If you have a newsfeed anything like mine, you may come across articles and blogs about optimizing every microsecond of your second of your time. It could be in the form of getting back 20 hours from a morning routine or learning how to read 1000 books in a year, or juggling 5 balls while putting on your clothes and balancing three plates on your pinkie toe.
This isn’t to take away from people who do want to optimize their time. I have plenty of friends who I’m in awe of how efficiently they’re able to use every moment.
And what’s wrong with trying to get the most out of our time? It is finite after all. We could be gone tomorrow for all we know.
As I look at myself at the ripe old age of 21, I realize that almost 1/4 of my life has passed. That’s a scary thought! Mostly cause it took me 1/4 of my life to figure out how to get out of bed in one piece haha. And I’m still not sure how to walk without tripping on myself.
So with 3/4 of my life to go, shouldn’t I want to optimize the time I have left?
“The action of making the best or most effective use of a situation or resource.”
Easy enough definition right? Just make the most of a situation. But what if in constantly trying to optimize, you lose sight of why you did it in the first place? You’re optimizing just for the sake of optimizing without an end goal in sight. Or if you haven’t built in the habits to optimize, you start feeling guilty for not optimizing every microsecond of your life like all the self-help blogs tell you to!
For the last 3 months, I’ve had a 40–60 minute subway commute to work. That’s two hours of time I spend in a metal box, 5 times a week. The first week, I was more focused on making sure I wasn’t stepping on the wrong subway. But after a couple weeks, I started feeling guilty.
I thought I was wasting these two hours of my day in the subway and not doing anything the general public could describe as “productive” (although, I do argue my train naps were very productive in the morning). Clearly, I wasn’t optimizing my time.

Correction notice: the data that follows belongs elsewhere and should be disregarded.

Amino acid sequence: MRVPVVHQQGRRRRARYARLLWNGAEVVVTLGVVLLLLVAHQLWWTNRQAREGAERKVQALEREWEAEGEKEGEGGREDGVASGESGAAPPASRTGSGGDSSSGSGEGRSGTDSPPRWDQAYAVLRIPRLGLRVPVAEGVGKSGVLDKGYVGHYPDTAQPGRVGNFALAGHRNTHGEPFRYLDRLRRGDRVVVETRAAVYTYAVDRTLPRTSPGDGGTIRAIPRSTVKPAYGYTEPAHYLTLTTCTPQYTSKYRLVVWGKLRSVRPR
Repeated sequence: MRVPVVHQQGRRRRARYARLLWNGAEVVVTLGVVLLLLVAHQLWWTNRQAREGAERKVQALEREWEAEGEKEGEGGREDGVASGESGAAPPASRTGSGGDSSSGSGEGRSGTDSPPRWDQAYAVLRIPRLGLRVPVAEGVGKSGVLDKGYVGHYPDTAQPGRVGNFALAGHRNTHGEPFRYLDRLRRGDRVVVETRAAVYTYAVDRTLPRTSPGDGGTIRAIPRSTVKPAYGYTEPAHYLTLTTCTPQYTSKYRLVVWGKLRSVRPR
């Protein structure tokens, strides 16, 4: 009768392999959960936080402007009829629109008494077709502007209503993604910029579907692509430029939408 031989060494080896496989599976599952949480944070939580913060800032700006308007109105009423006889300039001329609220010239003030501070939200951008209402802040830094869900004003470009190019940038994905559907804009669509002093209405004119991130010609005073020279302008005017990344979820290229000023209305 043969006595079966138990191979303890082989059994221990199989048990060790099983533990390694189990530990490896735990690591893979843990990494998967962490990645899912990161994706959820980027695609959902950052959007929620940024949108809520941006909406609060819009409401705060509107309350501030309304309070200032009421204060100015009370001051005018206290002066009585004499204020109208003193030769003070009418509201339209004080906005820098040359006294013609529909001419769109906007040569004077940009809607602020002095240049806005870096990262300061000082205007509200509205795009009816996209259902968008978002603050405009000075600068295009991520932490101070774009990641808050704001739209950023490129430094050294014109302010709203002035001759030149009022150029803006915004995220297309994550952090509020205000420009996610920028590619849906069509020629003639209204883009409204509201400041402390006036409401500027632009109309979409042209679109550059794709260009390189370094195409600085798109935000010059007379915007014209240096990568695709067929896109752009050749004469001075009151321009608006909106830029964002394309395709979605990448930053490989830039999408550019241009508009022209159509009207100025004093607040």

So I thought, podcasts were a decent way to spend the time. Seems like everyone was doing it. I could potentially learn something. Why not!
And then I didn’t hear my subway conductor announce my train was turning express from local, and I spent an extra 40 minutes in the subway trying to go back down 40 streets.
I stopped that habit for a bit and actually started wondering,
Why did I feel pushed to optimize my time? And why did I feel bad if I wasn’t?
We’re prone to compare ourselves to those around us. I could hear the faint echoes of audiobooks playing in the subway. The bright dim of a Kindle next to me. Seeing people make (what I thought was) a better use of their time than I was made me wonder if I should be copying them. Whether I should be cramming in full books into my subway. Or listening to three podcasts a ride. Or whatever the next best thing to do in a subway is in order to “make better use of your time and take over the world.”
But I think it’s safe to say playing the compare game is always going to end up bad.
We compare our worst selves to everyone else’s best selves, and that’s not a fair comparison.
While I know this, I still struggle to practice it. But I find being aware of it is a great first step. Little victories right?